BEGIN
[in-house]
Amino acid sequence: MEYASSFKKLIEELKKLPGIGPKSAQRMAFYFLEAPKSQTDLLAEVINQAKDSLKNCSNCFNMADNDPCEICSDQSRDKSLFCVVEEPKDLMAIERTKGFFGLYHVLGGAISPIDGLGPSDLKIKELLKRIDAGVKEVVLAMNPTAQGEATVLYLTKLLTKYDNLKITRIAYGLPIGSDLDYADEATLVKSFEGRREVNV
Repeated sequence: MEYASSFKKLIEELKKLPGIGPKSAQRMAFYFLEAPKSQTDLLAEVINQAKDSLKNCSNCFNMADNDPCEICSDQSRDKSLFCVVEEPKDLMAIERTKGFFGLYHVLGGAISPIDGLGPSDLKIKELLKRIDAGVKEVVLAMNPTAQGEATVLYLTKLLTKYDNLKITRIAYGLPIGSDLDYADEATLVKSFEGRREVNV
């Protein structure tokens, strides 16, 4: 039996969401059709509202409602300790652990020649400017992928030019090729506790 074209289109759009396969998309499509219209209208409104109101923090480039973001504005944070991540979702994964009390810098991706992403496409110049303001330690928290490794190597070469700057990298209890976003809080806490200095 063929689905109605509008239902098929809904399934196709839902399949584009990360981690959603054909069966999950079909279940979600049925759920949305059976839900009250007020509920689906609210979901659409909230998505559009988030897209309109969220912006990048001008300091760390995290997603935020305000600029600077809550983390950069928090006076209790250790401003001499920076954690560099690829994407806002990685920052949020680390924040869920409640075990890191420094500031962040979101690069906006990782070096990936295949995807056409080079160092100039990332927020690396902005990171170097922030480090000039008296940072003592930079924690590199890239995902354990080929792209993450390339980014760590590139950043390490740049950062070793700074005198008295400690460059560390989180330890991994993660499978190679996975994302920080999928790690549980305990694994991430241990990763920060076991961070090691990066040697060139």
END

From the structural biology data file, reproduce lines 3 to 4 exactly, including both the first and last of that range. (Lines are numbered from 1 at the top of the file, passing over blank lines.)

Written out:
Repeated sequence: MEYASSFKKLIEELKKLPGIGPKSAQRMAFYFLEAPKSQTDLLAEVINQAKDSLKNCSNCFNMADNDPCEICSDQSRDKSLFCVVEEPKDLMAIERTKGFFGLYHVLGGAISPIDGLGPSDLKIKELLKRIDAGVKEVVLAMNPTAQGEATVLYLTKLLTKYDNLKITRIAYGLPIGSDLDYADEATLVKSFEGRREVNV
């Protein structure tokens, strides 16, 4: 039996969401059709509202409602300790652990020649400017992928030019090729506790 074209289109759009396969998309499509219209209208409104109101923090480039973001504005944070991540979702994964009390810098991706992403496409110049303001330690928290490794190597070469700057990298209890976003809080806490200095 063929689905109605509008239902098929809904399934196709839902399949584009990360981690959603054909069966999950079909279940979600049925759920949305059976839900009250007020509920689906609210979901659409909230998505559009988030897209309109969220912006990048001008300091760390995290997603935020305000600029600077809550983390950069928090006076209790250790401003001499920076954690560099690829994407806002990685920052949020680390924040869920409640075990890191420094500031962040979101690069906006990782070096990936295949995807056409080079160092100039990332927020690396902005990171170097922030480090000039008296940072003592930079924690590199890239995902354990080929792209993450390339980014760590590139950043390490740049950062070793700074005198008295400690460059560390989180330890991994993660499978190679996975994302920080999928790690549980305990694994991430241990990763920060076991961070090691990066040697060139």